There seems to be an expectation in our society that new mothers should be super happy with their little “bundle of joy,” yet this is not always the case. Fluctuating hormones and the stress of caring for a new life can leave a woman feeling drained and overwhelmed.

If you’re feeling sad, anxious or depressed either while pregnant or after having your baby, you are not alone! Nearly 1 in 7 women experience difficult emotions during pregnancy or after giving birth. It’s important to discuss this common yet treatable condition called postpartum depression.

What is Postpartum Depression?

The postpartum period is anytime in the first year after having a baby. Yet for nearly 50% of women identified with postpartum depression, these difficult mood symptoms were found to have started during their pregnancy. Mood or behavior changes lasting more than two weeks may indicate the presence of postpartum depression.

If at least five of the following symptoms have been present for two or more weeks, it’s time to seek help. Symptoms may include:

  • Sadness or irritability
  • Crying spells
  • Not enjoying things you once enjoyed
  • Feelings of worthlessness or not being good enough
  • Blaming yourself unnecessarily when things go wrong
  • Low motivation
  • Trouble making decisions or concentrating
  • Feeling anxious, worried, scared or panicked for no good reason
  • Difficulty sleeping even when the baby is sleeping
  • Thoughts of wanting to die or thoughts of harming others
  • Excessive anxiety about the health of your baby or concern over your ability to care for your baby
  • Increased use of alcohol, drugs or tobacco as a way to cope

Who is at risk for Postpartum Depression?

Women may be at risk if they have had:

  • Depression in the past
  • Postpartum depression with a previous pregnancy and birth
  • A family history of postpartum depression
  • Little social support from others
  • Infants with health problems or infants born prematurely

How is Postpartum Depression treated?

A professional evaluation is important to determine what type of treatment is best, considering each woman’s unique circumstances and symptoms.

Common treatment options:

  • Antidepressant medication can be very effective in helping a mom feel like “herself” again. Antidepressants can help decrease or eliminate postpartum depression symptoms, and many are considered safe for the breastfeeding infant.
  • Psychotherapy can be very beneficial to provide emotional support and a neutral party to help problem-solve life’s difficulties. Therapy can help with learning healthier ways of thinking and can help one cope with stress.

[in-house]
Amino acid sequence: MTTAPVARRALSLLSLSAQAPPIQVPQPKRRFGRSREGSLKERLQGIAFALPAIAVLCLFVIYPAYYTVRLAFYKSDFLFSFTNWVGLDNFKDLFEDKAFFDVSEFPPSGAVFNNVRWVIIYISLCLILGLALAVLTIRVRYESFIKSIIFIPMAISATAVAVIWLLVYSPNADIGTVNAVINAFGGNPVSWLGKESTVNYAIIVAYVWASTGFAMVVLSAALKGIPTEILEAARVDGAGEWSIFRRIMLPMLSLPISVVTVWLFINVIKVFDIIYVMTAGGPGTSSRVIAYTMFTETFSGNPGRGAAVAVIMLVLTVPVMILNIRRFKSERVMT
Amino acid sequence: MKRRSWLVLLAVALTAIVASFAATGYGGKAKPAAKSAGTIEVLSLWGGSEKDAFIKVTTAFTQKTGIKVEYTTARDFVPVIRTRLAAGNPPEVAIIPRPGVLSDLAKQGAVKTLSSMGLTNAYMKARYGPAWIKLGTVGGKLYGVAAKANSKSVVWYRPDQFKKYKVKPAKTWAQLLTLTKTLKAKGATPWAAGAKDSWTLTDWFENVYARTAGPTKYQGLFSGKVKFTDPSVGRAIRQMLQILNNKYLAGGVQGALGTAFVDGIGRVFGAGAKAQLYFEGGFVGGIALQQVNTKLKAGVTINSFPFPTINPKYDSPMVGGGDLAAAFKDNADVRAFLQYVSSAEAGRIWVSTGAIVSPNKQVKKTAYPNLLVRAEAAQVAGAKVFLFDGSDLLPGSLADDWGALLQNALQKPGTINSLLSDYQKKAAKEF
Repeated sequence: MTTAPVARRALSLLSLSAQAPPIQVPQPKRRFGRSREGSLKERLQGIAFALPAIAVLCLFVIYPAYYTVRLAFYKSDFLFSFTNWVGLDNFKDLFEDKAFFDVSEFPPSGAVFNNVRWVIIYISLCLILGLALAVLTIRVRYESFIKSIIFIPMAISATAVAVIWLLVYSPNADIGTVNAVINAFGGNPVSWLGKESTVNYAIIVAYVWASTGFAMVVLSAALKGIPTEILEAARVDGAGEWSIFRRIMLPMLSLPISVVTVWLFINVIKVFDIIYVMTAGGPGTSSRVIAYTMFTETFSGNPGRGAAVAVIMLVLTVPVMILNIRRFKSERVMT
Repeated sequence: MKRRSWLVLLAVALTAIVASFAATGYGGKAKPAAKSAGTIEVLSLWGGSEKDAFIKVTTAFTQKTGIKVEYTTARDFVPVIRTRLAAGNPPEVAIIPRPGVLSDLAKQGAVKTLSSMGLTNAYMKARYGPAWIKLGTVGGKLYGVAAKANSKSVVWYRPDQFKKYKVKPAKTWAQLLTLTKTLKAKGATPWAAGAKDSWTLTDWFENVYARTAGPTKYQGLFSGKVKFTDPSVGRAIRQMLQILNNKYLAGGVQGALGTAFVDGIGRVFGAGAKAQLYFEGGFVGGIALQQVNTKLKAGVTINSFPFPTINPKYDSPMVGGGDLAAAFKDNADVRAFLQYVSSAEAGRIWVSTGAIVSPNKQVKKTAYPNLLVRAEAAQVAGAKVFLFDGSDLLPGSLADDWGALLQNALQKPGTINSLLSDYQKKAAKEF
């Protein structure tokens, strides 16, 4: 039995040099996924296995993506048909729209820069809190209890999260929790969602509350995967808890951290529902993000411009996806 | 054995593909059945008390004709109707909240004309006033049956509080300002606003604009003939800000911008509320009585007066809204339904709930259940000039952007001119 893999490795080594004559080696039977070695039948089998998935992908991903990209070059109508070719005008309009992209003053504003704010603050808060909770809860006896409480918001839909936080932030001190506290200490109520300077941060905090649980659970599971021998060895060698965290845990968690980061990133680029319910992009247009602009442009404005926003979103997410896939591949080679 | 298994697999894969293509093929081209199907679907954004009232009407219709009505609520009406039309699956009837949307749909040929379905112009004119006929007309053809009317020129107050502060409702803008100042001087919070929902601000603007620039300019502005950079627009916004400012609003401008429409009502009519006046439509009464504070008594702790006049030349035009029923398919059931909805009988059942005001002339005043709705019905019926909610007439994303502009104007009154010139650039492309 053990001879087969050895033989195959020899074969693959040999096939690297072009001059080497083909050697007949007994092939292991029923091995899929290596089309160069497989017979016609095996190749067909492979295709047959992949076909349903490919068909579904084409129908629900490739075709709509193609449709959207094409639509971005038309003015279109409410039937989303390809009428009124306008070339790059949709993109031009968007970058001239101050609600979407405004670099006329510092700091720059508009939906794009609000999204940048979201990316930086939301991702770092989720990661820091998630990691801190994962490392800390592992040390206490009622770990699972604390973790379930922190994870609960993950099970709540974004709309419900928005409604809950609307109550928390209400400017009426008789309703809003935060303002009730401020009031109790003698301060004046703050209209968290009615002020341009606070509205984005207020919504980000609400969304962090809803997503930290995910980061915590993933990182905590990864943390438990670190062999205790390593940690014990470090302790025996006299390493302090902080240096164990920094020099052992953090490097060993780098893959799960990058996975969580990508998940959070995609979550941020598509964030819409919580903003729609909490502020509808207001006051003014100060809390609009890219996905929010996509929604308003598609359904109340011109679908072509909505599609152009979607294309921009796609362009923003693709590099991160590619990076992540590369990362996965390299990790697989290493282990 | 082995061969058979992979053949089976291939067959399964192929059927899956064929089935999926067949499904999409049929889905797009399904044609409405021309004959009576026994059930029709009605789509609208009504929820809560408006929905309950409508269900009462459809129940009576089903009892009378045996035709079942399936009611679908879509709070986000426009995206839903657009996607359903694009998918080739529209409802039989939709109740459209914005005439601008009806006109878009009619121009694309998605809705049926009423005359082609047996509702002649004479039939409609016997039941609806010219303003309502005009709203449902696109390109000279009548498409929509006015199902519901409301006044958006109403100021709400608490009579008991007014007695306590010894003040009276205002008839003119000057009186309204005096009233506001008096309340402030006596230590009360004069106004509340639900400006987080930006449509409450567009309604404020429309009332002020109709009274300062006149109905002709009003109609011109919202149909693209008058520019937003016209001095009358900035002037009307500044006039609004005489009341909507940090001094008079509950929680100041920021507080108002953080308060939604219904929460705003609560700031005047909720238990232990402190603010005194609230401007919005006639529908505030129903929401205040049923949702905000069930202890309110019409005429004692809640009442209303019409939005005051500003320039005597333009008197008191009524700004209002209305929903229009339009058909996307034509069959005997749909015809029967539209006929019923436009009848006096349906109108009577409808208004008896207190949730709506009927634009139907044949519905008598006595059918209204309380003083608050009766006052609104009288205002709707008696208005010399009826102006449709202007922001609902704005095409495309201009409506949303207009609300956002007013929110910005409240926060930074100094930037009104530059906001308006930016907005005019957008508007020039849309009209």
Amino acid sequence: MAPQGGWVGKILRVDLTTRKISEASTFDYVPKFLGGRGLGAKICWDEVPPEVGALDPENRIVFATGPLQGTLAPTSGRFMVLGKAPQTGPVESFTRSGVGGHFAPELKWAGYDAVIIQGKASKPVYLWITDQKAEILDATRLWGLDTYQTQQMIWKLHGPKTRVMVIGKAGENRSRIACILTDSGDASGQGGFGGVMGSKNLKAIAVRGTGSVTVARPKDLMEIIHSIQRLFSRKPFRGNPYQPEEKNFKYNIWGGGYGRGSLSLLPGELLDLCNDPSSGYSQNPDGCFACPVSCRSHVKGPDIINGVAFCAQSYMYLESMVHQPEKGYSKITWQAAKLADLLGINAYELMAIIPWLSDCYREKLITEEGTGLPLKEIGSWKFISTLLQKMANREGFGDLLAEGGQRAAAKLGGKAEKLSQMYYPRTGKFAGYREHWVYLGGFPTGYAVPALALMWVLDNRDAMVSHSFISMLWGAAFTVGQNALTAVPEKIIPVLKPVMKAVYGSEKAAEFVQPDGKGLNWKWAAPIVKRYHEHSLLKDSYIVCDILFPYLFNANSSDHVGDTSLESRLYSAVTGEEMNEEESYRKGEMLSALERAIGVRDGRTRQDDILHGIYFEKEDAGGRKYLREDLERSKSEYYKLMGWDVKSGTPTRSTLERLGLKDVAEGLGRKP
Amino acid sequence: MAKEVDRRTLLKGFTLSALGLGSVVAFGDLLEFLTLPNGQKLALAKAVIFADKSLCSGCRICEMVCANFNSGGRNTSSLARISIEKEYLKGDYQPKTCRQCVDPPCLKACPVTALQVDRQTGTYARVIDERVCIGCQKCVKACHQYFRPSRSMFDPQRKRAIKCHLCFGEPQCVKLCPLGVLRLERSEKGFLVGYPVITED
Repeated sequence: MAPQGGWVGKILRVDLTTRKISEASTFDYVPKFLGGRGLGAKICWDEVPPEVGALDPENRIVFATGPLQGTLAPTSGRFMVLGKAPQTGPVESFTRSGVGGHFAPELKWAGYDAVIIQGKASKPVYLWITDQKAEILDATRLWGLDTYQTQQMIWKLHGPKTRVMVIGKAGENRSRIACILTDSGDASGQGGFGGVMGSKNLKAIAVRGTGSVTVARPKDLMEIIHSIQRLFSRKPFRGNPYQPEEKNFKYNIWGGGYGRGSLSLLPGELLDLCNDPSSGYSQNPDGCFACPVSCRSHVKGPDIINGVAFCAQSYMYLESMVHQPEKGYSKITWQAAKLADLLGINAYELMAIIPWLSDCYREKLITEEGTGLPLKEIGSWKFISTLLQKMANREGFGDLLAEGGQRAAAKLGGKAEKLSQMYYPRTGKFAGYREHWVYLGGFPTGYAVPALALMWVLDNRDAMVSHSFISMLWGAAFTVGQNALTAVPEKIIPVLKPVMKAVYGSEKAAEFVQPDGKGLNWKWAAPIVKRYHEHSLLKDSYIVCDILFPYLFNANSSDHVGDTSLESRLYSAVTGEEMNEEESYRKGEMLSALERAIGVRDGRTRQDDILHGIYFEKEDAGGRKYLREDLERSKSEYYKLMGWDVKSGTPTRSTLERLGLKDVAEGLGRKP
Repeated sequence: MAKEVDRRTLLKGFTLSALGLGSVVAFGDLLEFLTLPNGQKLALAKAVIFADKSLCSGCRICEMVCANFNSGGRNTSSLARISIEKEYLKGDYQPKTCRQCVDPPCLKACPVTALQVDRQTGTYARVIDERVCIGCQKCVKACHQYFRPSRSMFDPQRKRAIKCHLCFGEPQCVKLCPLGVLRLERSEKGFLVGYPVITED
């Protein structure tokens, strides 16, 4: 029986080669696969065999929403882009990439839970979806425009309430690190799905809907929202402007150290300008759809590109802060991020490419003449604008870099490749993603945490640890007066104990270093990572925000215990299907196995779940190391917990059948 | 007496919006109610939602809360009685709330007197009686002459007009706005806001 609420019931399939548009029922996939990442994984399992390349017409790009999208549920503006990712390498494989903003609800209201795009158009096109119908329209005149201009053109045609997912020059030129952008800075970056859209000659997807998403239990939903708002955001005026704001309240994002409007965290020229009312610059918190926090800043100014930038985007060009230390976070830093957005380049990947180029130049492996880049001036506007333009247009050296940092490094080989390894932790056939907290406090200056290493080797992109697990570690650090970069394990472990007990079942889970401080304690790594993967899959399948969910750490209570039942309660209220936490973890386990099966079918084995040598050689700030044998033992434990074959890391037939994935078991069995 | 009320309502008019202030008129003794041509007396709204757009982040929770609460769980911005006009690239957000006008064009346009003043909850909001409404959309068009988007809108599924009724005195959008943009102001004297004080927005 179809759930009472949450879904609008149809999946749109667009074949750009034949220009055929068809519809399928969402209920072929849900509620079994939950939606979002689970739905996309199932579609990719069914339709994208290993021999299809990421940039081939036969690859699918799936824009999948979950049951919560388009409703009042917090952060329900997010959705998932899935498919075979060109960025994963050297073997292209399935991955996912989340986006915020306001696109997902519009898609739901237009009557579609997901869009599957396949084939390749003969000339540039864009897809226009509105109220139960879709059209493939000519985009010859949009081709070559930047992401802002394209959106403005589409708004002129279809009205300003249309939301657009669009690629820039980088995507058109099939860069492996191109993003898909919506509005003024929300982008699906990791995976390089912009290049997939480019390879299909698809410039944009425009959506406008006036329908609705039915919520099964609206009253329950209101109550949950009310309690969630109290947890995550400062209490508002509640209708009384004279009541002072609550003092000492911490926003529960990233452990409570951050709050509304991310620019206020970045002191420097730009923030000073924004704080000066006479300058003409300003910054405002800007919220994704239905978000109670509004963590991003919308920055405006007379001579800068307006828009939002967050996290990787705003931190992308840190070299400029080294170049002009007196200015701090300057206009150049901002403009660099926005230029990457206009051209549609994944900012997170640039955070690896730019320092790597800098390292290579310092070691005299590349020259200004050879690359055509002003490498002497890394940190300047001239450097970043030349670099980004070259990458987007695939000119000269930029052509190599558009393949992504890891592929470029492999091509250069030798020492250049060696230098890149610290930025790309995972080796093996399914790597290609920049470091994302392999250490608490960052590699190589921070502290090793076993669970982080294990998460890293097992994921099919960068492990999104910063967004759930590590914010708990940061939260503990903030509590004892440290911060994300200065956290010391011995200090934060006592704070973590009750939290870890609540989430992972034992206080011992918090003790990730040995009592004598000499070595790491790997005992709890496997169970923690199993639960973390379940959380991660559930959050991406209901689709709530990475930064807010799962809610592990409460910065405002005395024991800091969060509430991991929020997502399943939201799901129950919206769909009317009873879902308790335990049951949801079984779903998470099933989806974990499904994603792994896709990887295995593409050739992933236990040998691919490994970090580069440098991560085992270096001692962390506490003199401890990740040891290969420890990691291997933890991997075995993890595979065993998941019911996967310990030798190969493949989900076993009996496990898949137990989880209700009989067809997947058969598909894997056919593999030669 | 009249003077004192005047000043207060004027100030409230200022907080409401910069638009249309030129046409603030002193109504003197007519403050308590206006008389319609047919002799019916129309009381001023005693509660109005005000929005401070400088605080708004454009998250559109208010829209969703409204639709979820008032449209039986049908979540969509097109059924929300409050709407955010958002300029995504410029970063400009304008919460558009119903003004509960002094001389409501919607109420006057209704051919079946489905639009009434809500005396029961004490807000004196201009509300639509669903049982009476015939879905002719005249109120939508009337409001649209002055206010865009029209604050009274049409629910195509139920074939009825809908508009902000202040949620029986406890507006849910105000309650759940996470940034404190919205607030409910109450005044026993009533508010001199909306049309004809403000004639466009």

Based on your symptoms and goals, you and your healthcare provider can determine the best plan for you.

What are the risks of untreated Postpartum Depression?

Left untreated, postpartum depression:

  • Impairs a mother’s ability to function at her best
  • Can have a negative impact on the mother-infant bonding process, which can have lifelong emotional and developmental consequences for the infant
  • Can have a negative impact on the mother’s relationship with her significant other
  • Can cause a mother to isolate and not seek out social support or help when it’s most needed

What can I do to feel better?

Balancing the many demands of motherhood is challenging for everyone. Your healthcare provider can offer treatment recommendations for your symptoms to get you feeling like “yourself” again.

Choosing to take good care of yourself is also important. If you aren’t taking care of your own basic needs first, it will be even more challenging to parent. Getting enough sleep, eating nutritious and nourishing foods, getting outside and moving your body in a way that feels good, and seeking out social support are all important.

I’m concerned about my wife or a woman I care about. What can I do to help?

The first step is to listen openly to what she is going through without judgment. Let her know her feelings and struggles are important and real. Gently share your observations, and ask what you can do to help rather than offering advice. Offer to care for the baby so she can take some time to care for herself.

If postpartum depression symptoms are present, reassure her there is no shame in seeking help. Encourage her to seek treatment if symptoms are present. Finally, if you are concerned about her safety or the safety of others, please seek immediate medical attention.

How can I get help for myself or someone I care about?

As a mental health practitioner, I know postpartum depression is real and have witnessed the effects it can have on a mother, her baby and her family if left untreated. I’ve also seen the positive outcomes when a woman seeks help to deal with difficult emotions. I encourage anyone who is experiencing symptoms to reach out for help. It is the first, and most important, step towards getting back to “you” and bringing joy back to your life.

Please consider the following resources if you or someone you know is struggling with postpartum depression: Postpartum Support International (PSI) and Suicide Prevention Hotline (1-800-273-8255).

Jill Brandl, PMHNP-BC

Jill Brandl, PMHNP-BC

Health Expert

Jill Brandl is a Psychiatric Mental Health Nurse Practitioner at Bryan Heartland Psychiatry, part of Bryan Physician Network.

Schedule an Appointment

If you or someone you know is experiencing symptoms of postpartum depression, it’s important to meet with a professional trained in diagnosing and treating postpartum depression. Set up an appointment with Jill Brandl, PMHNP-BC, by calling 402-483-8555 or visiting the link below.

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